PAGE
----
Ima Monster is also an iconic Blood on the Dance Floor song that went semi-viral thanks to a certain, cringe-inducing, YouTube video. The song itself is solid and has a super memorable chorus in the form of “Chop, chop, chop you up! Ima monster hahaha!” It’s the perfect embodiment of overly cute and edgy, MySpace era, Scene Kid culture, and I fucking love it. Unironically.

There’s even some semi-decent rapping and singing from Dahvie in Keys to the Bakery and the title track respectively. Both those tracks are among the highlights of the album.

Sadly, the latter half of the album is where things start to fall apart for me. Starting with a lazy remix of the song Blood on the Dance Floor from the previous album, the “DJ Pickee Remix” as it’s named is pretty underwhelming because it’s essentially just a worse version of the original song. It isn’t bad, but there’s very little point in listening to it when the far superior, original version exists. All of the flavour from the original has been sucked out in favour of a generic instrumental that doesn’t compliment the song anywhere near as well.

And from there it’s only downhill.

Mosh & Roll brings back the guitars and features heavily screamed vocals, but it just feels so out of place compared to everything else that I often find myself skipping it. Again, it isn’t a bad song, but in the context of the album it just doesn’t fit at all and puts a downer on the overall listening experience.

Wet Dream War Machine is similarly frustrating, featuring some of the worst production I’ve ever heard from the band. And not in a good way like anything on Let’s Start a Riot. This shit is… So fuzzy and unlistenable it actually hurts my ears. And this is coming from someone who’s a fan of the band.

For all the strengths of its first half, the second half of Diamond is loaded with weaknesses. Most notably the production just seems to take a nosedive, almost like they stopped giving a shit during the second half. I often find myself skipping the second half on repeat listens, which is a damn shame because the first half kicks ass and is some of the bands best work.

I don’t hate Diamond though. It’s definitely not the bands best work, especially when compared to its predecessor, but it’s not a bad album at all. It’s a very fun, energetic, goofy, Scene pop album with some iconic tracks, and an improved production overall. And Garrett is a fantastic addition to the band, who does a far better job than Mongillo ever did.

It’s a fun time, and a solid listening experience overall, despite the much weaker second half and the issues I have with it.

And now,  here’s some track ratings for you all:

Track Ratings:

  1. Slash Gash Terror Crew Anthem! – 8/10
  2. Save The Rave – 10/10
  3. S My D – 9/10
  4. Ima Monster – 9/10
  5. It’s Hard to Be a Diamond in a Rhinestone World – 8/10
  6. Keys to the Bakery – 9/10
  7. Blood on the Dance Floor (DJ Pickee Remix) – 5/10
  8. Mosh & Roll – 6/10
  9. Do You Want to Be a Superstar? – 8/10
  10. Wet Dream War Machine – 4/10
  11. Mad Rad Hair – 4/10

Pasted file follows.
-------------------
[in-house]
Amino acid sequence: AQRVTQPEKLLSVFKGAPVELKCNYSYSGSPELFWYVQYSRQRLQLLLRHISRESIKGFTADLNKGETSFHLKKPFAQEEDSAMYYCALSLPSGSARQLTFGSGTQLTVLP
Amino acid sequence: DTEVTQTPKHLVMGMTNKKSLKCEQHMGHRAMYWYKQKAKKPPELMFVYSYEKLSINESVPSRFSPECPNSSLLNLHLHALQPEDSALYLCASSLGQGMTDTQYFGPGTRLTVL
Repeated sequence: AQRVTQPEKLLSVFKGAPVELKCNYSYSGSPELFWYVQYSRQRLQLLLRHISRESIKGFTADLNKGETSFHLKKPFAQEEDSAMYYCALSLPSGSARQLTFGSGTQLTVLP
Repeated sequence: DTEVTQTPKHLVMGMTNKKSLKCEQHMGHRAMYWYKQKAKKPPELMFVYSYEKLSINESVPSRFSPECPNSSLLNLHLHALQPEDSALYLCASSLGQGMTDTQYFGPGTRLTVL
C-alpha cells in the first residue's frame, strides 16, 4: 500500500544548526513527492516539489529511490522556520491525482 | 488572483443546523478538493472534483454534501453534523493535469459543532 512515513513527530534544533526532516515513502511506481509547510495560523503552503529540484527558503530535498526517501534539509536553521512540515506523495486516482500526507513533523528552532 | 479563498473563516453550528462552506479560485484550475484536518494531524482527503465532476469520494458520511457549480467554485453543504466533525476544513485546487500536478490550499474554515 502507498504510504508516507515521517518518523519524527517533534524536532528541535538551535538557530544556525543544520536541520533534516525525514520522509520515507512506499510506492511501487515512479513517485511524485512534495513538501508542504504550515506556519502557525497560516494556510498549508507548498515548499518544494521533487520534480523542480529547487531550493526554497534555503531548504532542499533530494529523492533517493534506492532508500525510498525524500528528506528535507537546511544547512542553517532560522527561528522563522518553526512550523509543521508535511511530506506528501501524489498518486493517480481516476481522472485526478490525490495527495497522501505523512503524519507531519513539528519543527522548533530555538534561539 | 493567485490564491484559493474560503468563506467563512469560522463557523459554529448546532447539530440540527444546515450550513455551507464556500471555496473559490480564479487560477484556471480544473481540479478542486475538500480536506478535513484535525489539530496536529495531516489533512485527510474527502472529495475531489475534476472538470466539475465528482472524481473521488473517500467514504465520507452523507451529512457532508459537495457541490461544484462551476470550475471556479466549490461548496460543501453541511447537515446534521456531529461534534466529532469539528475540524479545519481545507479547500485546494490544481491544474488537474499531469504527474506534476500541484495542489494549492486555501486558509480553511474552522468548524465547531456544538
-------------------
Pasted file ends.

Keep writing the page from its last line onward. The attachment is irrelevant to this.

Best Track(s):

Save The Rave, Ima Monster, Keys to the Bakery

Worst Track(s):

Blood on the Dance Floor (DJ Pickee Remix), Wet Dream War Machine, Mad Rad Hair

Would I Recommend It?

Yes I would. It’s Hard to Be a Diamond in a Rhinestone World is definitely one of the weaker Blood on the Dance Floor releases, but it’s still pretty damn great overall. If you’re into really trashy pop music and are looking for something more upbeat (and don’t mind goofy, sexually explicit lyrics) then Diamond is most certainly worth checking out. At only 35 minutes, it’s hardly a big time sink. Give it a listen!

What about the Deluxe Edition?

Yeah, there was also a Deluxe Edition released, which comes with two bonus tracks. Epic and Lawlz. They’re alright. Lawlz in particular is a good outsider-esque track that’s worth a listen.

Other than that, there’s not much else to say regarding the Deluxe Edition. It’s two extra songs, and they’re alright. Nothing spectacular, but give it a look if you want some more Diamond era Blood I guess.

What’s Next?

Next time, we’ll be switching things up a bit and will be talking about the bands first EP release, I Scream, I Scream. With only 5 tracks, and a much heavier emphasis on screaming (both in the album title, and the songs themselves), this is yet another notable release in the bands discography that I’m looking forward to discussing.

But until next time!

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I’m outta here!

4 thoughts on “Blood on the Dance Floor Retrospective: It’s Hard to Be a Diamond in a Rhinestone World

  1. Another pretty solid post. I’ll be honest, I’m having a lot more fun reading this retrospective then I thought I would. Blood on the Dance Floor’s music still isn’t really up my alley, But seeing you’re opinions on the band, makes me want to give them another shot!

    Liked by 1 person

    1. I’m glad I’ve convinced you to maybe give some of the music a shot! Definitely not for everyone, but I just want people to approach the music with a more open mind. Not every album will be for everyone, but I think there’s something for everyone in their very varied discography (they even have an Alternative Rock album, which I’ll be getting to soon! Might be more up your alley!)

      Thanks again for reading these pal. It means a lot to me!

      Like